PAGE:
After an initial period of weight loss, it is possible for weight gain to occur sometime after a gastric sleeve procedure. At more than five years following the procedure, around half of the people with a conventional gastric sleeve will have gained weight again. This happens very gradually. Some people gain so much that they need a second procedure. With a banded gastric sleeve, just 2% of people will have gained weight again at more than five years after the procedure.
What are the possible side effects of a MiniMizer Ring?
- Regurgitation can be a possible side effect of the MiniMIZER Ring. If this occurs shortly after the procedure, it may be because the stomach is still slightly swollen. This may constrict the passageway into the stomach slightly. In the days following after the procedure, the swelling will go down by itself.
- If you continue to regurgitate sometimes later on, there is no need to worry right away. Regurgitation can also be a result of the way the ring works. The ring slows down the passage of the food you eat, so it is very important to adjust your eating habits and diet to accommodate this change. Take small bites, chew well and pause between bites. If you do not do this, you may experience some regurgitation.
- If the regurgitation continues even after you have changed your eating habits and diet, it is possible to loosen the MiniMIZER Ring or even remove it. However, this does require keyhole surgery.
- One extremely rare complication is band erosion. Band erosion means that the MiniMIZER Ring starts to push(grow) its way into the stomach wall as a result of friction. In cases of complete band erosion (migration), the ring actually ends up inside the stomach. Often, patients do not notice that this has happened. They may only notice that they are able to eat more again. Should band erosion occur, the gastroenterologist will remove the MiniMIZER Ring by means of a gastroscopy.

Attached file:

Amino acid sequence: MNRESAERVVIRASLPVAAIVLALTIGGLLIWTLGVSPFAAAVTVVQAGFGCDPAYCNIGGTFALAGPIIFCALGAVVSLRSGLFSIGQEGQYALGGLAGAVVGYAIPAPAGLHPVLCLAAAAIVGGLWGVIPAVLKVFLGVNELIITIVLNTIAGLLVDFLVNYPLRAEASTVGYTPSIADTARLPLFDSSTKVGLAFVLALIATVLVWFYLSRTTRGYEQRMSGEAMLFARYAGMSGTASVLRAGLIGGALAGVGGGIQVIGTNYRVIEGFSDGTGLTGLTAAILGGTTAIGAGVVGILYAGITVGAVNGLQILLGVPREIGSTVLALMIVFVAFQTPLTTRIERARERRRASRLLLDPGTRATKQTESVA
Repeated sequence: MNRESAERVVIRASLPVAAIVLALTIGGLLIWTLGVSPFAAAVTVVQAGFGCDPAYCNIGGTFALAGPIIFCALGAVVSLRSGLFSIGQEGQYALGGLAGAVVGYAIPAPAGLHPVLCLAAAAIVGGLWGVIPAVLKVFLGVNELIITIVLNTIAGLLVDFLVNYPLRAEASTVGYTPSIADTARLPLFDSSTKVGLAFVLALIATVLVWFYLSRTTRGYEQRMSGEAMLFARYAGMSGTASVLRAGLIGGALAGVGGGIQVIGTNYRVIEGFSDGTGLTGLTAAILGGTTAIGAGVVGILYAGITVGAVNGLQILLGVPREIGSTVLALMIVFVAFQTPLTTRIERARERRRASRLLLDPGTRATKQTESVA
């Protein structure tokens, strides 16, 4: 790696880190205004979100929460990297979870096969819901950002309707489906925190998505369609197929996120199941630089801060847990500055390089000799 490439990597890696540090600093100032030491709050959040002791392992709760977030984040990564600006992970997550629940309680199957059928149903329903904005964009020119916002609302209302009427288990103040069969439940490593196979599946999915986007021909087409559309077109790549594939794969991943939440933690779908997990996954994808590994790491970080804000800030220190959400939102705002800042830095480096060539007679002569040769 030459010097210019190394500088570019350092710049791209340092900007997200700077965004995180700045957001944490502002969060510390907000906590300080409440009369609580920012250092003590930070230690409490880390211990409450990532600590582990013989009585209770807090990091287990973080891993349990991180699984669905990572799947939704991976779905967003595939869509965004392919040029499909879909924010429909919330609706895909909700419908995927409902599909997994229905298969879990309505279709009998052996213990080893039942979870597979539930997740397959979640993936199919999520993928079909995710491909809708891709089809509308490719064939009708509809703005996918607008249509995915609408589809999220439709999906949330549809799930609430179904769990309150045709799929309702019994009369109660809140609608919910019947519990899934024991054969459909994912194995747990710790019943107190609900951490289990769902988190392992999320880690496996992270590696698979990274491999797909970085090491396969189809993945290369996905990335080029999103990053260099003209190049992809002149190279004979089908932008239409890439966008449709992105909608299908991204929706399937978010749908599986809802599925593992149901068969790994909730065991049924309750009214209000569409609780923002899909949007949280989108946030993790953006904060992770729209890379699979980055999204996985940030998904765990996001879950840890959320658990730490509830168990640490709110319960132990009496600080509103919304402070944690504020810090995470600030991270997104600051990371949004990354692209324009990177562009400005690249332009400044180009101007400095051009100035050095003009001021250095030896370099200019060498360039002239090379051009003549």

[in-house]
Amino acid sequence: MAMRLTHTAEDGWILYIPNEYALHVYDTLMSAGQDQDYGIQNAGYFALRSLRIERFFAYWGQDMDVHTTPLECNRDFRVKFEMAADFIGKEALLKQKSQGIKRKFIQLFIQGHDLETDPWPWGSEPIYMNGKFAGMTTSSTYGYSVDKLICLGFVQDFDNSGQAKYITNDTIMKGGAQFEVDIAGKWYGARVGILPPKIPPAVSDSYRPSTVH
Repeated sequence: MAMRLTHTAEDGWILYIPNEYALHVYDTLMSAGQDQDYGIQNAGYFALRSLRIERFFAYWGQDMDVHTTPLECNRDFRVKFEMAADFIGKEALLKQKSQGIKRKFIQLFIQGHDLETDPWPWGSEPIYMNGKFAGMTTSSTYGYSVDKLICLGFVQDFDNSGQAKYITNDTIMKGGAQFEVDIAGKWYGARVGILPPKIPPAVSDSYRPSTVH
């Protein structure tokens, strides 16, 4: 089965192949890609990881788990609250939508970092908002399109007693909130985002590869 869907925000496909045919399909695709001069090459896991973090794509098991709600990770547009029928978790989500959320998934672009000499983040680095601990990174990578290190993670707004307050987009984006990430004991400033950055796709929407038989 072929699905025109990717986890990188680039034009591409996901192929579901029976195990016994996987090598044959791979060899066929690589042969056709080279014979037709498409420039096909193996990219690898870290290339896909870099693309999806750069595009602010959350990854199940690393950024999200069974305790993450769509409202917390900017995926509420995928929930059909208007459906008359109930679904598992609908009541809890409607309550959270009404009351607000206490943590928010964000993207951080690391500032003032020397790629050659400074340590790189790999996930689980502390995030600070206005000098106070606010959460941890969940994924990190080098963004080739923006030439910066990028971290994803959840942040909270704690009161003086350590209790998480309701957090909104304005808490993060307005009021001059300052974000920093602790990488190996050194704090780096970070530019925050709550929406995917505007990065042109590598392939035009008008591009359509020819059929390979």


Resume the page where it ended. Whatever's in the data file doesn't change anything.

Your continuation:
1. Banded Versus Nonbanded Sleeve Gastrectomy, A Randomized Controlled Trial With 3 Years of Follow-up. Jodok M. Fink, MD,Y Andrea Hetzenecker, MD, Gabriel Seifert, MD, Mira Runkel, MD, Claudia Laessle, MD, Stefan Fichtner-Feigl, MD, and Goran Marjanovic, MD
2. Banded Sleeve Gastrectomy: Better Long-Term Results? A Long-Term, Cohort Study Until 5 Years Follow-Up in Obese and Superobese Patients. Luc Lemmens & Jelmer Van Den Bossche & Hinali Zaveri & Amit Surve
3. The mini-gastric bypass: experience with the first 1,274 cases. R. Rutledge
4. Laparoscopic Silastic Ring Mini-Gastric Bypass (SR-MGBP): Up to 11-Year Results from a Single Centre. Laila Sheikh & Lyn A. Pearless & Michael WC Booth
5. Weight regain after Mini Gastric Bypass. Nidhi Khandelwal, Jaydeep Palep
6. Banded Gastric Bypass: Better Long-Term Results? A Cohort Study with Minimum 5-Year Follow-Up. Luc Lemmens
7. Ten Years Experience of Banded Gastric Bypass: Does It Make a Difference? William Awad & Alvaro Garay & Cristián Martínez
8. Banding the Pouch with a Non-adjustable Ring as Revisional Procedure in Patients with Insufficient Results After Roux-en-Y Gastric Bypass: Short-term Outcomes of a Multicenter Cohort Study. Abel Boerboom & Edo Aarts & Volker Lange & Andreas Plamper & Karl Rheinwalt & Katja Linke & Ralph Peterli & Frits Berends & Eric Hazebroek